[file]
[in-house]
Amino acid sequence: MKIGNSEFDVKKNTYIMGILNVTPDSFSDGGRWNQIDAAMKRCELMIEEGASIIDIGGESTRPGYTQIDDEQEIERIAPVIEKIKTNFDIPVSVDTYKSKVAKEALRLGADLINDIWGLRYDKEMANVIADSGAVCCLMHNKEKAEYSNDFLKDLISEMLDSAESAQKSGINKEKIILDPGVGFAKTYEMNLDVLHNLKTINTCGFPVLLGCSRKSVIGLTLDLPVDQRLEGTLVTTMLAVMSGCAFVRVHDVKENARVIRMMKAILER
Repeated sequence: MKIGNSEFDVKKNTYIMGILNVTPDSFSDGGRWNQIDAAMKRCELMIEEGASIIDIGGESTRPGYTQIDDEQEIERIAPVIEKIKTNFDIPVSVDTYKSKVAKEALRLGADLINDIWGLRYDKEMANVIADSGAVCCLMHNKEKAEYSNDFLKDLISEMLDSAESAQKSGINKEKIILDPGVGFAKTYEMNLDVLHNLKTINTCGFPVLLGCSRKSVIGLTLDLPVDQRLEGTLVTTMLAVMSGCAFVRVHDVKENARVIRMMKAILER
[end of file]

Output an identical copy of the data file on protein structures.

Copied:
[in-house]
Amino acid sequence: MKIGNSEFDVKKNTYIMGILNVTPDSFSDGGRWNQIDAAMKRCELMIEEGASIIDIGGESTRPGYTQIDDEQEIERIAPVIEKIKTNFDIPVSVDTYKSKVAKEALRLGADLINDIWGLRYDKEMANVIADSGAVCCLMHNKEKAEYSNDFLKDLISEMLDSAESAQKSGINKEKIILDPGVGFAKTYEMNLDVLHNLKTINTCGFPVLLGCSRKSVIGLTLDLPVDQRLEGTLVTTMLAVMSGCAFVRVHDVKENARVIRMMKAILER
Repeated sequence: MKIGNSEFDVKKNTYIMGILNVTPDSFSDGGRWNQIDAAMKRCELMIEEGASIIDIGGESTRPGYTQIDDEQEIERIAPVIEKIKTNFDIPVSVDTYKSKVAKEALRLGADLINDIWGLRYDKEMANVIADSGAVCCLMHNKEKAEYSNDFLKDLISEMLDSAESAQKSGINKEKIILDPGVGFAKTYEMNLDVLHNLKTINTCGFPVLLGCSRKSVIGLTLDLPVDQRLEGTLVTTMLAVMSGCAFVRVHDVKENARVIRMMKAILER